The Dominican Republic is known for both its historical significance and its tourism industry. In today's world, it is also known for its involvement in the drug trade and human trafficking. Drug traffickers use the Dominican Republic as a transhipment point for drugs such as ecstasy, which originate in the Netherlands and Belgium, or narcotics from Colombia on their way to the United States and Canada.
Christopher Columbus discovered the island of Hispaniola on his first voyage in 1492 and Spanish has remained the primary language since then. Santo Domingo, the capital city of the Dominican Republic, is the oldest city in the New World. Spain recognized French control over the western portion of the island in 1697 until, with a slave revolt in 1804, this area became known as the country of Haiti. Haitians gained control of the rest of the island, then known as Santo Domingo, until 1844, when the Dominican Republic gained its independence as a country. Since then, the country has surrendered to the Spanish Empire, regained independence, followed the rule of a dictator and converted to a democratic government.
The Dominican Republic occupies around two-thirds of the island of Hispaniola, the second largest island in the Caribbean after Cuba. The island is located to the north of the Caribbean Sea and to the south of the Atlantic Ocean. According to National Geographic, this country is the most visited destination in the Caribbean, due to the warm and tropical climate it experiences year-round, the ocean views and the lush inland forests, filled with waterfalls.
Notable People and Places
Fashion designer Oscar de la Renta was born in the Dominican Republic. Additionally, another person with ties to the country is Felix Sanchez, an athlete who won the gold medal in the 400m hurdles at the 2004 Olympic Games in Athens, Greece. While Sanchez was born in New York City, both his parents came from the Dominican Republic.
The Project for Public Spaces named Parque Colon, also known as Colon Park, one of its great spaces. The park consists of Santo Domingo Cathedral and the Consistorial Palace. The cathedral has stood since the sixteenth century, the oldest in the New World.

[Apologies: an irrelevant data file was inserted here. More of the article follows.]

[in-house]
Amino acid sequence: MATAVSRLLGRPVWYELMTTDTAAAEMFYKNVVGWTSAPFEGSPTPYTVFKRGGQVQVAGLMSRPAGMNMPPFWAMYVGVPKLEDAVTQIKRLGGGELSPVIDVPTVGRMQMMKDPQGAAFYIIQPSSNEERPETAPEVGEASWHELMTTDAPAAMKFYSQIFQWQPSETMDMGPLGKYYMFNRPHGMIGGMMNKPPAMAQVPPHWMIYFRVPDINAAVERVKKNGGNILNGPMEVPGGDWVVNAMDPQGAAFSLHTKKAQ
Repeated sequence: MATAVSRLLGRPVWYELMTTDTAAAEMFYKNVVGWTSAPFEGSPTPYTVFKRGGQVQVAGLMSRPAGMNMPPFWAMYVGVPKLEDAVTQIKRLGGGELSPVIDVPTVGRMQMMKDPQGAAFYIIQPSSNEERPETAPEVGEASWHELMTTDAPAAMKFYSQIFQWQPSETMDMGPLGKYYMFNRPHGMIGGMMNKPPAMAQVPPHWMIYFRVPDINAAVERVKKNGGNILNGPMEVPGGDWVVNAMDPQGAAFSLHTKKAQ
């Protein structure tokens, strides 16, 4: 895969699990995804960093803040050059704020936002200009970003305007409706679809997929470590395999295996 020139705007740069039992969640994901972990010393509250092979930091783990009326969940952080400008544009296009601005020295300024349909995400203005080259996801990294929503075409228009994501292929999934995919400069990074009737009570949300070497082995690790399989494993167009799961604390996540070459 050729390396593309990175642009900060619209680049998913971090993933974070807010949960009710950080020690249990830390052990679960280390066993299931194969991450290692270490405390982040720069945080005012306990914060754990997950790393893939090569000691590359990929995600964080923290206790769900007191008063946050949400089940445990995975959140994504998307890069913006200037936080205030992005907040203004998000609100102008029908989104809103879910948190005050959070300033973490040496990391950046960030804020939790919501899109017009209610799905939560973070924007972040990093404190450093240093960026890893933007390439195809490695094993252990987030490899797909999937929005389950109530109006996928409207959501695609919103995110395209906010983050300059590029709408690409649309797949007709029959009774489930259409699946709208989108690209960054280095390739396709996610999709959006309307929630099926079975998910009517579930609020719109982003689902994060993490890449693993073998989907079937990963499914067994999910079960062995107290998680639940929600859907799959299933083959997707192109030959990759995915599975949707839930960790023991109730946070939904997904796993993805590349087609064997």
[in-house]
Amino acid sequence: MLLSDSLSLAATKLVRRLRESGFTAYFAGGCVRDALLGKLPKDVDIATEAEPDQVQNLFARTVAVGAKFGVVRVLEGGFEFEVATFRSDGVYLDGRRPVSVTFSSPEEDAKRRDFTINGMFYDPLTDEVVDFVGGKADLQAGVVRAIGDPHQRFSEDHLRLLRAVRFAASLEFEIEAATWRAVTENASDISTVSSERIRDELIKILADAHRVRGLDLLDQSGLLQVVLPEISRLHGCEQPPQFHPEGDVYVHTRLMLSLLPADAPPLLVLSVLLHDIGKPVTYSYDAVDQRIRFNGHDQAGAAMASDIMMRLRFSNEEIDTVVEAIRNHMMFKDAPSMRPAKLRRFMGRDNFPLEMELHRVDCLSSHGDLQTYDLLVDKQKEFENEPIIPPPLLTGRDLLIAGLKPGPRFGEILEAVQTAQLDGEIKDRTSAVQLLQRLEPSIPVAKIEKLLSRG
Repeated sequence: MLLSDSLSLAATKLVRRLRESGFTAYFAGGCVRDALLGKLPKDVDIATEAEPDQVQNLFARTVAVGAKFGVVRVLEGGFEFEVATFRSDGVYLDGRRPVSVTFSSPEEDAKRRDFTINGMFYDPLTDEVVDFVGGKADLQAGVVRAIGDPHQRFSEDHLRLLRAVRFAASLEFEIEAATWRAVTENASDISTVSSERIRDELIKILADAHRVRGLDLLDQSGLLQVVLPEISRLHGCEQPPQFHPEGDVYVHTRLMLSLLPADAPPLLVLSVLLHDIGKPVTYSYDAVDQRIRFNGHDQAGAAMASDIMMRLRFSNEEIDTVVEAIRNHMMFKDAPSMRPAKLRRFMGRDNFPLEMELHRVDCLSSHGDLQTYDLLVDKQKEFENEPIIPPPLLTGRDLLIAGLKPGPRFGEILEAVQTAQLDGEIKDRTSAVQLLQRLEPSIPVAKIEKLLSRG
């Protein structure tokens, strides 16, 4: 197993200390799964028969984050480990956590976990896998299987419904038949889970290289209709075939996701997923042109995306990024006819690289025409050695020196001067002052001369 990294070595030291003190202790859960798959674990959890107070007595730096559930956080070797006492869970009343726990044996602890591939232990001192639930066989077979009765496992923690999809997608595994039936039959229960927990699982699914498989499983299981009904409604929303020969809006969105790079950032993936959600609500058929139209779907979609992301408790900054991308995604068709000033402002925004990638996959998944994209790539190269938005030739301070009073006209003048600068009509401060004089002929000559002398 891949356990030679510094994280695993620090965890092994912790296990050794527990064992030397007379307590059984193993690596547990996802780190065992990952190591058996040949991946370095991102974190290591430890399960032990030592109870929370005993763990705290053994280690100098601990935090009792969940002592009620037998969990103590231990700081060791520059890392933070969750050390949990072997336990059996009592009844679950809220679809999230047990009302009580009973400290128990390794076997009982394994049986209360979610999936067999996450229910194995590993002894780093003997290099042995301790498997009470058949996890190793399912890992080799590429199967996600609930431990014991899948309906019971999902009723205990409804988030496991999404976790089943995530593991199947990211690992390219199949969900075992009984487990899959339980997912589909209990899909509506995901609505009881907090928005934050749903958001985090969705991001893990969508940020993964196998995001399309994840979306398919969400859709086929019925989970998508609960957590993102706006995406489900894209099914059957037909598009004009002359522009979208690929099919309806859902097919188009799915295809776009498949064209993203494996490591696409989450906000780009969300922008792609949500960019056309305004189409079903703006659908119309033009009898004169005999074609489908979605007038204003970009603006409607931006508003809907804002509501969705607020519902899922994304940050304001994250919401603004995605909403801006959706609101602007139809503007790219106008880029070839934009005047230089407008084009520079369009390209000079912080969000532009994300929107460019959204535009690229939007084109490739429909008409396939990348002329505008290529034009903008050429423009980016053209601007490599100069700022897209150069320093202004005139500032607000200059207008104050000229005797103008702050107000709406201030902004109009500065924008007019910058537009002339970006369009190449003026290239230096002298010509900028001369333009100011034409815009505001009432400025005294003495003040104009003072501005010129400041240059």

Religion and Death
Most of the inhabitants of the Dominican Republic are Roman Catholic as a result of the influence of Spanish explorers. The practices surrounding death and burial in the Dominican Republic are unique to the country and do not necessarily reflect Roman Catholic traditions. When a person has died, people remove the body to prepare it for the funeral and burial. Before burial, they return it to the home of the family so that loved ones may pay their respects to the deceased and the surviving family members. In addition to this, Dominicans do not embalm bodies before burial.
The Dominican Republic has a unique divorce law that allows a couple to legally dissolve their marriage without requiring either party to be present. Furthermore, the process can be completed in as little as one hour. Because the law is so unique, other municipalities may not recognize the divorce as legal.
Rafael Leonidas Trujillo Molina ruled the country as president and then military strongman from 1930 until his assassination in 1961. During the personality cult that developed around him, the highest peak in the Caribbean was renamed Pico Trujillo. After his death, the peak was named Pico Duarte, in honor of Juan Pablo Duarte, one of the Dominican Republic's founding fathers.